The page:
Unjust rail strikes proves RMT doesn’t care about workers

The arguments for industrial action are not only weak, they are non-existent. There is a much stronger case for wage moderation. Despite being propped up by billions of pounds in Treasury support during the pandemic, the country’s railways remain in a sorry state. Demand is well below pre-pandemic levels, and reforms and technological innovation are needed to make services more sustainable.

This is not the backdrop against which unions should try to blackmail the entire country, nor is it the way to pay back the taxpayers who stood by the rail industry during the Covid crisis.

It is a huge betrayal of Treasury support of RMT 16 billion Members kept their jobs and continued to support their families while others, such as the self-employed, faced an uncertain future.

The strike is likely to do further damage to railroads as more commuters turn their backs on trains, which they realize have never been so unreliable, opting instead to drive to work more frequently or from to to work from home. Another exodus of passengers would have a devastating impact on the network’s already weak finances and could potentially trigger further cuts and job losses.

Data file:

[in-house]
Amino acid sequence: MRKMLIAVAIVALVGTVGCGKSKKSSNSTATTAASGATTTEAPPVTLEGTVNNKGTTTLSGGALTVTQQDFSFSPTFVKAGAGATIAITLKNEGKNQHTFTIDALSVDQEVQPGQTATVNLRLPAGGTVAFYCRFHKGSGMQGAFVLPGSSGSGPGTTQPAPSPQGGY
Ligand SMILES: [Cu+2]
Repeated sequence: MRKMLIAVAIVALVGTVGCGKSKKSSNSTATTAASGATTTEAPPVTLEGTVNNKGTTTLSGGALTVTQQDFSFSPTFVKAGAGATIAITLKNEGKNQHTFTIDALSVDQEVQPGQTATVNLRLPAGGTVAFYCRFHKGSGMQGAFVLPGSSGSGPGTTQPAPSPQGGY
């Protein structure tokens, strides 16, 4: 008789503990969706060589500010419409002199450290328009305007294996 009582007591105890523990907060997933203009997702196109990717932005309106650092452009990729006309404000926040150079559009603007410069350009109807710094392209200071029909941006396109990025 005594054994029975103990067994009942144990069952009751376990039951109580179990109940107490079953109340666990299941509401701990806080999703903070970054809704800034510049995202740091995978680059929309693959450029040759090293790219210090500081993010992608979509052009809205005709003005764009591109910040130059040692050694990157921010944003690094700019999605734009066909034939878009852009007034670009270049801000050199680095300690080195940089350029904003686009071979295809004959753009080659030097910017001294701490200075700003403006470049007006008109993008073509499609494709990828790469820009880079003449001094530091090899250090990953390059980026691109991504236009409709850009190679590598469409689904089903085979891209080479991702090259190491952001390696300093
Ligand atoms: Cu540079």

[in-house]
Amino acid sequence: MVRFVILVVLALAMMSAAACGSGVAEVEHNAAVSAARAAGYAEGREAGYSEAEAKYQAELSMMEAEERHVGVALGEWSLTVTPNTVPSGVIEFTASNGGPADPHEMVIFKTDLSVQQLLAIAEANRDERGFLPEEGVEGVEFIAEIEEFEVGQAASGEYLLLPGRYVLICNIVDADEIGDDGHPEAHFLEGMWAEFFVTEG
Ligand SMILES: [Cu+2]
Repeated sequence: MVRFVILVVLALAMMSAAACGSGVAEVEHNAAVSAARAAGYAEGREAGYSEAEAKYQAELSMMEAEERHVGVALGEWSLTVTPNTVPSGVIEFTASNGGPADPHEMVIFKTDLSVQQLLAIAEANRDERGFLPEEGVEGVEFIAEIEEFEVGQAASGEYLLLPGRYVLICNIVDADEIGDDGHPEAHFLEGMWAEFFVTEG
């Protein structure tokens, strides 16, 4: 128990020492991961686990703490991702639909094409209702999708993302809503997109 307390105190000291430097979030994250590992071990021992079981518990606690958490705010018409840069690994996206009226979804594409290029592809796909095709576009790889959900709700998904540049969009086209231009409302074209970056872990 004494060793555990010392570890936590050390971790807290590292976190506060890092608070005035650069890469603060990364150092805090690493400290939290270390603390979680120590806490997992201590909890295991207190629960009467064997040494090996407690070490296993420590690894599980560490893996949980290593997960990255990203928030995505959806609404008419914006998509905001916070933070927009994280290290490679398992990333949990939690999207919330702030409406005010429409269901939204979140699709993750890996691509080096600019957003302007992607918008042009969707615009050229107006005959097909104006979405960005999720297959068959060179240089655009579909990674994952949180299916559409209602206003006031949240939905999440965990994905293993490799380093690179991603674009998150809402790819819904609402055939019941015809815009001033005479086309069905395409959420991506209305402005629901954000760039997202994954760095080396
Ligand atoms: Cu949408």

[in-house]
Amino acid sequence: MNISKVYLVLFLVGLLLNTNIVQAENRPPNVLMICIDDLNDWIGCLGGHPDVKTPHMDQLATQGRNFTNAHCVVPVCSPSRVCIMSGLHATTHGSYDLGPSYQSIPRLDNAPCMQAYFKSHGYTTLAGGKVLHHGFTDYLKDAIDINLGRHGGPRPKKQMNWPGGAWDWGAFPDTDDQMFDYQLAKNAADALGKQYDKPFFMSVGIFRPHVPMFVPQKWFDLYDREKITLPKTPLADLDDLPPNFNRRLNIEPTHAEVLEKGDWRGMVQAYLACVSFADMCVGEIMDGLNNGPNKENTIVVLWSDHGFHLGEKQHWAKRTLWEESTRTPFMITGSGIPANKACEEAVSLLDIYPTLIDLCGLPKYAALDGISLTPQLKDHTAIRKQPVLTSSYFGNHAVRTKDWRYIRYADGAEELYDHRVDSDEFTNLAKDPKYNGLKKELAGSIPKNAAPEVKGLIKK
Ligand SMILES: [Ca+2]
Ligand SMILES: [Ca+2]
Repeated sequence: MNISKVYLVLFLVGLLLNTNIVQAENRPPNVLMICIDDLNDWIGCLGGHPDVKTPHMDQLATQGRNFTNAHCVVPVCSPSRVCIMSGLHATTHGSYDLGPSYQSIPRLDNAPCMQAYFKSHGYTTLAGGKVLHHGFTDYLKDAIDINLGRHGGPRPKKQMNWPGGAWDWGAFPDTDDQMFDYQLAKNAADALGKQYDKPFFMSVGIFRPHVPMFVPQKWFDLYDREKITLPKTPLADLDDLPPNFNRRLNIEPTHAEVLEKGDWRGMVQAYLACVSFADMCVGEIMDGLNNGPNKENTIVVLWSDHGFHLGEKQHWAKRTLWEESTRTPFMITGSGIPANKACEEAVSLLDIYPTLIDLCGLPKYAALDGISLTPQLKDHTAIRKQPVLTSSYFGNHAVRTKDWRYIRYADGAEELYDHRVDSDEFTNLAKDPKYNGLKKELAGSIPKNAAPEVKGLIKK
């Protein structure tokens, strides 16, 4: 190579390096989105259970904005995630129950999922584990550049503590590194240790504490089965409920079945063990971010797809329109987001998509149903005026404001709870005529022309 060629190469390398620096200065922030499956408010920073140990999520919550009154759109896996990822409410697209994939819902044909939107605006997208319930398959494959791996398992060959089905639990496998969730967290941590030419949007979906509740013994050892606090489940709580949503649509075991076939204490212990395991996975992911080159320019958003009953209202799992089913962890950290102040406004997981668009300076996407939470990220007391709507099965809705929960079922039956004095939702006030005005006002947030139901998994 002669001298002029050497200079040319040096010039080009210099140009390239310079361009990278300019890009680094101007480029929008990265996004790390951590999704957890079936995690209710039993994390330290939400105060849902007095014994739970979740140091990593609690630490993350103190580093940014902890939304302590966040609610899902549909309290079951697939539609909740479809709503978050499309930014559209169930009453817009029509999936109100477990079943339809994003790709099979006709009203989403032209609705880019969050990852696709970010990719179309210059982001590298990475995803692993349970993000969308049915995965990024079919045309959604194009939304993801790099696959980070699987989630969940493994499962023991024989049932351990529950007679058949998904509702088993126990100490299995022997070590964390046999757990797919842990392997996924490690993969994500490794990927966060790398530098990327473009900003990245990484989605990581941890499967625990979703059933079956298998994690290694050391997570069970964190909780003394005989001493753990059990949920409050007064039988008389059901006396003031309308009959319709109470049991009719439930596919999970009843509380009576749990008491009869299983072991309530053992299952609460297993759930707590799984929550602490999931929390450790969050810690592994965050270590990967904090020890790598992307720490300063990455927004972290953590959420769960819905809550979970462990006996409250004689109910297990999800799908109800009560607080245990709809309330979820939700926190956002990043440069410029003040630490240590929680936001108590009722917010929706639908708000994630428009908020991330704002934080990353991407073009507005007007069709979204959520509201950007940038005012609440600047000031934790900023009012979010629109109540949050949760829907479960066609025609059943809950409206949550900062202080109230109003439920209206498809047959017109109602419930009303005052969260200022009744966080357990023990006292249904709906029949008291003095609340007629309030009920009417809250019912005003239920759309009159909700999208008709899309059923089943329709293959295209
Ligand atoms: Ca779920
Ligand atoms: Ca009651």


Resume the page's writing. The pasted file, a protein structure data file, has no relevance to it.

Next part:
Calling on teachers, doctors, nurses and lawyers to join the wage war could be counterproductive as well. As union bosses conjure up the specter of the 1926 general strike, Britain risks grinding to a halt and accelerating a full-blown recession. At that point, the public’s patience would surely break.

In a rush to flex its muscles, the RMT runs a serious risk of misreading public sentiment. According to a YouGov poll for Rail Delivery Group, about one in two think calls for a double-digit pay rise are “inappropriate,” while a similar number think now is not the time to strike.

The government could also respond by tightening its stance. Legislation is already being introduced to allow employers to parachute agency workers to mitigate the effects of strikes. It may also bolster ministers’ resolve to introduce new legislation making it illegal to go on strike when minimum service is not maintained.

That wouldn’t be unfair. Union bosses like to remind people of workers’ democratic right to strike, but what about the rights of citizens whose lives could be repeatedly turned upside down by such protests? There is clearly a balance to be found between the two.

The suspicion is that the whole farrago is politically motivated. Lynch claims there is no deal on the table, but according to weekend reports, just last week the RMT turned down a payment offer from Network Rail worth more than 3 percent.

She seems determined to strike no matter what, as long as she can continue to undermine a Tory government. With a total of 204 ballots in the last three years, it is a movement that seems to have succumbed to industrial action.

Perhaps the rail strikes are less about solidarity and workers’ rights and more about fulfilling the Marxist fantasies of a man on a power trip. Unjust rail strikes proves RMT doesn’t care about workers

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